On the face of it, working while studying doesn’t seem a reasonable proposition since it can reduce study hours. But many students are not fortunate enough that they can sustain their college expenses, leaving them to avail the only option – work while study.
According to a research conducted by the Georgetown University Center on Education and the Workforce in 2015, about 14 million college students are working. The study further reveals, over the past 25 years, more than 70% of college students have worked while attending college.
As it goes without saying, there is a silver lining in every cloud. Regardless of the reduced study hours, having a job in college has many benefits altogether. Furthermore, it poses a good opportunity for students to apply concepts learned from professors and textbooks to real world situations.
Are you also contemplating to work?
Here is why having a job while studying in college beneficial for you:
Financial necessity is the primary factor due to which many students have to struggle with study loan payments. If you are going through the similar patch, picking up a job can be a great way to reduce the amount that you have to pay as part of loan payment. Even small payments can make a big difference in the total amount you have to pay later. Since the loan is difficult to pay back and can slow down your progress, you should avoid student debt in the first place as much as possible. Therefore working during college allows you to graduate without too many financial obligations.
Time management is extremely important in your professional life. It is possible that you may find yourself in a fast-paced and hectic work environment. Such workplaces can be highly demanding where deadlines may pile up, or you may come across certain tasks that are difficult to perform. This is the reason why you need effective time management in order to survive environments like these. As a matter of fact, working is a far cry from attending classes. The former requires you to juggle between tasks and meetings, while the latter needs you to just be present. Thus, working in college provides you with a good opportunity to learn how you can efficiently manage your limited time. It has also been seen some students perform better when they have a job because they start carefully planning their time.
Working while studying is much like on-the-job training, and you are getting paid for it. Think of it like this way: you are paying to learn at college; you will get paid to learn at work. It also allows you to hone your skills and master at whatever you do. The job experience that you get will make you much more competitive, plus it adds value to your resume. Even if the job isn’t directly related to your specific field of study, the fact that you possess prior job experience will work in your favor. The fact that you are already aware of industry standards, dos & don’ts, and work ethics, you will more likely be given preference over others.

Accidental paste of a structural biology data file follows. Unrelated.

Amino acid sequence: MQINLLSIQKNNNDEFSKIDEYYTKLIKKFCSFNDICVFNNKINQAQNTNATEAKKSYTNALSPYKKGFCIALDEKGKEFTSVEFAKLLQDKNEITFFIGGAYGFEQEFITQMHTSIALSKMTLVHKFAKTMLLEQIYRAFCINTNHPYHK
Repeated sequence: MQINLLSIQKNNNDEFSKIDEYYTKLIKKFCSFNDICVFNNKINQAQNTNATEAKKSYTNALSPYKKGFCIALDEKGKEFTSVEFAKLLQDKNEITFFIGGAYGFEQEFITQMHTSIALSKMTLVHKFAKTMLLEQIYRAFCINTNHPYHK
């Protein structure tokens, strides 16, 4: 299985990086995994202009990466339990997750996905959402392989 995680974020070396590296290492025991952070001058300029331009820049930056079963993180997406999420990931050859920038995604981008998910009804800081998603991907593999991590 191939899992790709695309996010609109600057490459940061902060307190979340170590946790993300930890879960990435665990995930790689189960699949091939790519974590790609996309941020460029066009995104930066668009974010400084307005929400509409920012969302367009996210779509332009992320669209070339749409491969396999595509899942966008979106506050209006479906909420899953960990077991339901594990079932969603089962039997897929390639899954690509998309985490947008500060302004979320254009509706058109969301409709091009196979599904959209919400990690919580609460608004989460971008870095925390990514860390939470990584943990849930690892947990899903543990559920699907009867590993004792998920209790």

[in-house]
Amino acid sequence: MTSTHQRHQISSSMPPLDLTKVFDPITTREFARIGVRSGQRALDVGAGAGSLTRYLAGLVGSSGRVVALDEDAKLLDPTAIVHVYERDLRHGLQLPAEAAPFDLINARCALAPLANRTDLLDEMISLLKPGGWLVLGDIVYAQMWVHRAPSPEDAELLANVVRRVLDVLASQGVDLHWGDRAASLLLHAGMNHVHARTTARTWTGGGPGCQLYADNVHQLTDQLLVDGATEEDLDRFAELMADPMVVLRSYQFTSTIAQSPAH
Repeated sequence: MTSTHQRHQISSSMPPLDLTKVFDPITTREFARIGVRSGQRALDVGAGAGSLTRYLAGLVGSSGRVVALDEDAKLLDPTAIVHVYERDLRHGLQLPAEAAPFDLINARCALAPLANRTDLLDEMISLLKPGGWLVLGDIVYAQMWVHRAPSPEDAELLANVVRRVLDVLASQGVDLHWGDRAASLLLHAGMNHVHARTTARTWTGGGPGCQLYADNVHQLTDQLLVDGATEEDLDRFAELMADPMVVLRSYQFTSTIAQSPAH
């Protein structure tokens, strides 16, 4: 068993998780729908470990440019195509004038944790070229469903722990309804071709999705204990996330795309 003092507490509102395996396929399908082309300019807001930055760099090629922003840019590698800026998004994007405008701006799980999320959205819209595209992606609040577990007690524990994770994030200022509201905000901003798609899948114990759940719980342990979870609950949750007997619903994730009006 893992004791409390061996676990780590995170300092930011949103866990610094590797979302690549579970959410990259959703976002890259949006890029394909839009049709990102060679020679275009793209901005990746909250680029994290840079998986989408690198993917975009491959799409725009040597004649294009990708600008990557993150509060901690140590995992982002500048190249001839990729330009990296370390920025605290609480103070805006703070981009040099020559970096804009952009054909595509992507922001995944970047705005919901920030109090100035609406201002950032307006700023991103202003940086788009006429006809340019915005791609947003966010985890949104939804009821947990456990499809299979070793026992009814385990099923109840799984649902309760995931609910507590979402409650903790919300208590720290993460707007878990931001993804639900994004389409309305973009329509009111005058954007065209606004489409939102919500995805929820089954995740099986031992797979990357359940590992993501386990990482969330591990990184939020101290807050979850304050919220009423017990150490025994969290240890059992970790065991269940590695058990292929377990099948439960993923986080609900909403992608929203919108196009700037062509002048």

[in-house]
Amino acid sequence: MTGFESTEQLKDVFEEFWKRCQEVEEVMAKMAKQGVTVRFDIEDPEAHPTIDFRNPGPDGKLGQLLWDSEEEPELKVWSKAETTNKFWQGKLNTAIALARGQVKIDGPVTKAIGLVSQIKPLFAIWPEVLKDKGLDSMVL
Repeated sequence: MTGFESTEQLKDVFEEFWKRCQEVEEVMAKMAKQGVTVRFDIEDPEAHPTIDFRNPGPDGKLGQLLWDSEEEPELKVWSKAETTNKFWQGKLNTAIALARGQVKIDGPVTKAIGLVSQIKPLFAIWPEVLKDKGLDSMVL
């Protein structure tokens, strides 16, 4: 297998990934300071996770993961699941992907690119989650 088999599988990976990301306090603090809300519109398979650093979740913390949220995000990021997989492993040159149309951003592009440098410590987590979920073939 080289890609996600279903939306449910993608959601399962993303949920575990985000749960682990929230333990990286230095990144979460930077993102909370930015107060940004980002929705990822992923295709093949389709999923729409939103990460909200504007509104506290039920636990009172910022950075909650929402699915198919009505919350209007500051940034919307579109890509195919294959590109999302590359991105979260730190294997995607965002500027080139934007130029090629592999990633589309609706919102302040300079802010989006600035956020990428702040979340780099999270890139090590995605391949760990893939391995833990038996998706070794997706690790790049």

There’s no better way to learn to manage your finances than start earning yourself. It is often said a shoe pinches when it is on the other foot. Similarly, you will understand the value of hard-earned money and wouldn’t waste it on irrelevant things. The job will allow you to take responsibility for your personal expenses such as cell phone, transportation, entertainment, college assignments & projects etc. You will start creating a spending plan for your earnings – tracking how much you bring in versus how much you pay out. Furthermore, you will be able to save some amount of money for an emergency.
One of the crucial benefits of working while in college is that you become a part of professional networks that can open up a world of opportunities for you. After graduation, these networks can help you land on a good job. You never know anyone among your acquaintances can be the key to your dream job. Networking isn’t just a job search strategy; it is a critical professional career development enrichment strategy. It broadens your horizons way beyond your college campus.
Working during college can be highly advantageous for you, not only from a monetary perspective. You learn to manage your time and finances, gain valuable experience, and develop useful networks. Furthermore, you become aware of different management styles.
How prepared are you for the workforce after you graduate? Take this quiz to find out!
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